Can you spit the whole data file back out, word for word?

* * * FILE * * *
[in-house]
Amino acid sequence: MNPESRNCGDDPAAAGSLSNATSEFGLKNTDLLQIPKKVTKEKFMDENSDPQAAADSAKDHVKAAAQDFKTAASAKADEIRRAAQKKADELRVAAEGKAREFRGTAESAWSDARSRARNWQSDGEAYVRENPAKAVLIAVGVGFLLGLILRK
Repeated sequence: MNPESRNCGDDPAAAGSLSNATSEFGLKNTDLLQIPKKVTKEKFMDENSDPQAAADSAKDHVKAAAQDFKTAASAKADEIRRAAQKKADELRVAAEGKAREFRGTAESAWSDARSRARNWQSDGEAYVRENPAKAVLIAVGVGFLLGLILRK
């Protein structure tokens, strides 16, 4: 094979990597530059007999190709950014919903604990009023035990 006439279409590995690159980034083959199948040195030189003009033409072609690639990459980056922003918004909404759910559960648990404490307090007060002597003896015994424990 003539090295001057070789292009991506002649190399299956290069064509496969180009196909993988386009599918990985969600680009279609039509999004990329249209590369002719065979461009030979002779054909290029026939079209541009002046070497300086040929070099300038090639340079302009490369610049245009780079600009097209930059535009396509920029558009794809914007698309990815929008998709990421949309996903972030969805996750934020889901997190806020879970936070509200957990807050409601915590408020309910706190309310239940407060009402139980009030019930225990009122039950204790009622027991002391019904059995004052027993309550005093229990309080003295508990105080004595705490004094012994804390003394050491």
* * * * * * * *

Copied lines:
[in-house]
Amino acid sequence: MNPESRNCGDDPAAAGSLSNATSEFGLKNTDLLQIPKKVTKEKFMDENSDPQAAADSAKDHVKAAAQDFKTAASAKADEIRRAAQKKADELRVAAEGKAREFRGTAESAWSDARSRARNWQSDGEAYVRENPAKAVLIAVGVGFLLGLILRK
Repeated sequence: MNPESRNCGDDPAAAGSLSNATSEFGLKNTDLLQIPKKVTKEKFMDENSDPQAAADSAKDHVKAAAQDFKTAASAKADEIRRAAQKKADELRVAAEGKAREFRGTAESAWSDARSRARNWQSDGEAYVRENPAKAVLIAVGVGFLLGLILRK
């Protein structure tokens, strides 16, 4: 094979990597530059007999190709950014919903604990009023035990 006439279409590995690159980034083959199948040195030189003009033409072609690639990459980056922003918004909404759910559960648990404490307090007060002597003896015994424990 003539090295001057070789292009991506002649190399299956290069064509496969180009196909993988386009599918990985969600680009279609039509999004990329249209590369002719065979461009030979002779054909290029026939079209541009002046070497300086040929070099300038090639340079302009490369610049245009780079600009097209930059535009396509920029558009794809914007698309990815929008998709990421949309996903972030969805996750934020889901997190806020879970936070509200957990807050409601915590408020309910706190309310239940407060009402139980009030019930225990009122039950204790009622027991002391019904059995004052027993309550005093229990309080003295508990105080004595705490004094012994804390003394050491």